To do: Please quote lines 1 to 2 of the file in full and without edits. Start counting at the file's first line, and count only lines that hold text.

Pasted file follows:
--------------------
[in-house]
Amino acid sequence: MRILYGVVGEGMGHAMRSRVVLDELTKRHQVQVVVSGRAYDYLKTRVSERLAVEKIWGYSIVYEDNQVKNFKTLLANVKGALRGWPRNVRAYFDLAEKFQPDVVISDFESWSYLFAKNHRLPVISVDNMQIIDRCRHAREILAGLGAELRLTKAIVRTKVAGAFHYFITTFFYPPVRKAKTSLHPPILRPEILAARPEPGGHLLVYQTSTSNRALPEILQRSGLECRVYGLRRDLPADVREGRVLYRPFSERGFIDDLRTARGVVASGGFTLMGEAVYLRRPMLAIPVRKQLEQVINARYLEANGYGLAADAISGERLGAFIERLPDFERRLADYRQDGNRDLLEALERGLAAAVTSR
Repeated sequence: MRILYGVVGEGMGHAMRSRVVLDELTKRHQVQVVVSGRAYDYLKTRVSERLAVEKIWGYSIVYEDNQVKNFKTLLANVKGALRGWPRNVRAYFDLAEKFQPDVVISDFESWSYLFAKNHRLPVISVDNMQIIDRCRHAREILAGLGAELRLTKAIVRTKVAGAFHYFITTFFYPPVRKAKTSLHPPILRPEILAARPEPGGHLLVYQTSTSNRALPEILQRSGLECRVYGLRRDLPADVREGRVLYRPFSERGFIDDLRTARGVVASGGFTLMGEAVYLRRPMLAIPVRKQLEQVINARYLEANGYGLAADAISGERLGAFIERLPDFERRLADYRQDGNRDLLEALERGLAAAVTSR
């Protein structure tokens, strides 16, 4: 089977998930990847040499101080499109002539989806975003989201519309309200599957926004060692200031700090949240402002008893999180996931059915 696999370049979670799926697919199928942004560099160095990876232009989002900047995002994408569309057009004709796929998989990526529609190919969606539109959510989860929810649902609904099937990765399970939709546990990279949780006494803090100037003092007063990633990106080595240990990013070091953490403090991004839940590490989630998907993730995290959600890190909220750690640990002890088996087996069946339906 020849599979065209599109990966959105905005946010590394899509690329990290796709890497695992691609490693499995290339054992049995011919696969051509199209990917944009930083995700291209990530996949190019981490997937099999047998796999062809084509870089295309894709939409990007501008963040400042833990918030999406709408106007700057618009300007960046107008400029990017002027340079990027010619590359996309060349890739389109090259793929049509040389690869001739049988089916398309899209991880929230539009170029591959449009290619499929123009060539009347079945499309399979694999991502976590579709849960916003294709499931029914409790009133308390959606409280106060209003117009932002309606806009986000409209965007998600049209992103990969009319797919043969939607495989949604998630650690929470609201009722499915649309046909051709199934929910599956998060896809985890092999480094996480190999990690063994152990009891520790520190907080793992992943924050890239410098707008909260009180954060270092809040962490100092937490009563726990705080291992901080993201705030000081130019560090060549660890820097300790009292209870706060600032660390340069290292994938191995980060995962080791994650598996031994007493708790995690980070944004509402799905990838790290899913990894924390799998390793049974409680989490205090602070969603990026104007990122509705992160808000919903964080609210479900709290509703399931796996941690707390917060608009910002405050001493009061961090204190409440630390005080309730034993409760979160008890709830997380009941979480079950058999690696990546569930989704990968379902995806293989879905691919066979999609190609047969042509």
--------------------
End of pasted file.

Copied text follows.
[in-house]
Amino acid sequence: MRILYGVVGEGMGHAMRSRVVLDELTKRHQVQVVVSGRAYDYLKTRVSERLAVEKIWGYSIVYEDNQVKNFKTLLANVKGALRGWPRNVRAYFDLAEKFQPDVVISDFESWSYLFAKNHRLPVISVDNMQIIDRCRHAREILAGLGAELRLTKAIVRTKVAGAFHYFITTFFYPPVRKAKTSLHPPILRPEILAARPEPGGHLLVYQTSTSNRALPEILQRSGLECRVYGLRRDLPADVREGRVLYRPFSERGFIDDLRTARGVVASGGFTLMGEAVYLRRPMLAIPVRKQLEQVINARYLEANGYGLAADAISGERLGAFIERLPDFERRLADYRQDGNRDLLEALERGLAAAVTSR